Writing a bio in the first person always makes me think of those boring people who back you into a corner at a party and tell you about themselves. The worst part is that they invariably situate themselves between you and the chips. I like chips. I like food. I love cooking. And crossword puzzles and cross-country skiing, although I make a point of not trying to do these activities at the same time.
I started writing when I was in my twenties. Never dreamed of becoming an author. Oh, I loved reading, but I had known since I was eleven that I was going to be a world-famous architect when I grew up, so I never took my writing very seriously. Besides, I failed high school English. But the university where I was training to become a world-famous architect thought it might not be such a good idea for me to design buildings into which real people might actually stray by mistake. So I turned to making art, which led to an M.F.A., which is when I realized that if I wasn’t careful, I was going to end up being offered a teaching job! So I wrote a novel very quickly.
Winning the $50,000 Seal First Novel Award in 1980 convinced me to put aside my designing, acting, singing, painting, teaching career and take writing seriously. Twenty-six books later, I’m still doing it and still loving it.
I’ve won lots of awards. Oh, here -- can I get you the chips? You just munch away and I’ll tell you all about my honors: a couple of Governor General’s Literary Awards in Canada; three Canadian Library Association Prizes; the Arthur Ellis Award -- that’s from the Crime Writers of Canada; the Edgar Award for Young Adult Mystery from the Mystery Writers of America; the Boston Globe-Horn Book Award; and I’ve twice been short-listed for the Guardian Children’s Fiction Prize in the U.K. . . . Are you feeling woozy yet?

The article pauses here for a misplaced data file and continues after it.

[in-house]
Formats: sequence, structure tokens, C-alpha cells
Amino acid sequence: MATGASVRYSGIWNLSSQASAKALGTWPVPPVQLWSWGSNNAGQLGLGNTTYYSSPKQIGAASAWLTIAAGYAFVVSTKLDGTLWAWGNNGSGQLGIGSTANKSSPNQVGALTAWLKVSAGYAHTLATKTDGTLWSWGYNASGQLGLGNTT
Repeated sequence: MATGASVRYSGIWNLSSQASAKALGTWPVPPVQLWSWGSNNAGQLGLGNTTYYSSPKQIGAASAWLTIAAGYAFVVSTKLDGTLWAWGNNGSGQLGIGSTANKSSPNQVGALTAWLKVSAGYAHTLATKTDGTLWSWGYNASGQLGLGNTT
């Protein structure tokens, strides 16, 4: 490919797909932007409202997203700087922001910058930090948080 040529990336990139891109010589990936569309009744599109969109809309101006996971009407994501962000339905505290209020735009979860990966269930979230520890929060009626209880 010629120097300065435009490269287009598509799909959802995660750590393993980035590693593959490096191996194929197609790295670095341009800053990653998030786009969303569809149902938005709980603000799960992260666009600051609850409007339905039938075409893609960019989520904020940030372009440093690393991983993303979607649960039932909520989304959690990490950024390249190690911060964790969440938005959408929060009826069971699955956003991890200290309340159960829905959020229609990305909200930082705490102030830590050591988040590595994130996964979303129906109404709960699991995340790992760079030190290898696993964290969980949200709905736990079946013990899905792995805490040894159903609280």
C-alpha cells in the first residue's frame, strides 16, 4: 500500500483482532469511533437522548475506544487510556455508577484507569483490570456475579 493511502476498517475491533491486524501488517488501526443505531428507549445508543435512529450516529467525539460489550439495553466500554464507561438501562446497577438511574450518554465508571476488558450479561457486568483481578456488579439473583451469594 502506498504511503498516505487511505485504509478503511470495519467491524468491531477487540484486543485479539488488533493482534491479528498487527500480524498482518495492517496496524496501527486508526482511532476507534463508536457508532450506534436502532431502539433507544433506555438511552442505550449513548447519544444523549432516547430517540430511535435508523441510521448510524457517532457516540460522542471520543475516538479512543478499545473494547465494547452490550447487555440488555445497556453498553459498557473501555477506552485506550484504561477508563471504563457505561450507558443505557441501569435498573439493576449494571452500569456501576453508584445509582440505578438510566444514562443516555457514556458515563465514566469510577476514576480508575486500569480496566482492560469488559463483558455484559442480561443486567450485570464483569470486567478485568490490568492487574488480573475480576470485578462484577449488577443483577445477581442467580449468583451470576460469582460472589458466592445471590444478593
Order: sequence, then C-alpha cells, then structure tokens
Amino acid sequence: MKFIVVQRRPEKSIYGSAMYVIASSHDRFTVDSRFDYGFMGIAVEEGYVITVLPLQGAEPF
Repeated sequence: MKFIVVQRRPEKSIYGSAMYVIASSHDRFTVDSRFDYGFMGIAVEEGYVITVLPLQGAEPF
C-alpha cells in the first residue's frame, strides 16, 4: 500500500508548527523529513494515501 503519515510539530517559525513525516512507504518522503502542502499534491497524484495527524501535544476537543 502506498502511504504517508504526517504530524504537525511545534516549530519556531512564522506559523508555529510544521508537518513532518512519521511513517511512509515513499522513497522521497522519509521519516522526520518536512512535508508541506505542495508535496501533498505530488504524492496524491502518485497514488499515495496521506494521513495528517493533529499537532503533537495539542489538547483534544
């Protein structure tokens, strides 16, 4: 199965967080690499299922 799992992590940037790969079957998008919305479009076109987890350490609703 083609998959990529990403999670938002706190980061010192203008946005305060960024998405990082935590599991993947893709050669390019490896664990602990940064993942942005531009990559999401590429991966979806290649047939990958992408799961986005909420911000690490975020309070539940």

I’ve written three adult novels, but I got over that. I’ve also written a dozen picture books, three collections of short stories, and five novels for older readers, including A Thief in the House of Memory. The last novel before that was The Boy in the Burning House. Notice the house thing? You see? I’m still obsessed with architecture. The next title almost had a house in it, but I changed it to Rex Zero and the End of the World. It’s pretty funny, I think, considering it’s about the end of the world. I’ve already written the sequel, Rex Zero, King of Nothing.
Oh, don’t go. Please! I haven’t told you about my three very talented grownup kids and my wonderful wife and the cats and the seventy-six acres of land just outside of Perth, Ontario. I’ve got lots of pictures. Some other time? Okay.
Tim Wynne-Jones lives near Perth, Ontario, with his wife, Amanda, in a house he designed himself.
Edgar Allan Poe Award Winner
FSG Books for Young Readers
Farrar, Straus and Giroux (BYR)
Rex Zero's family is moving, again, this time to a different school district, and his old friends will probably forget he even exists. What's more, a trio of bullies is out to get him. Rex's wild...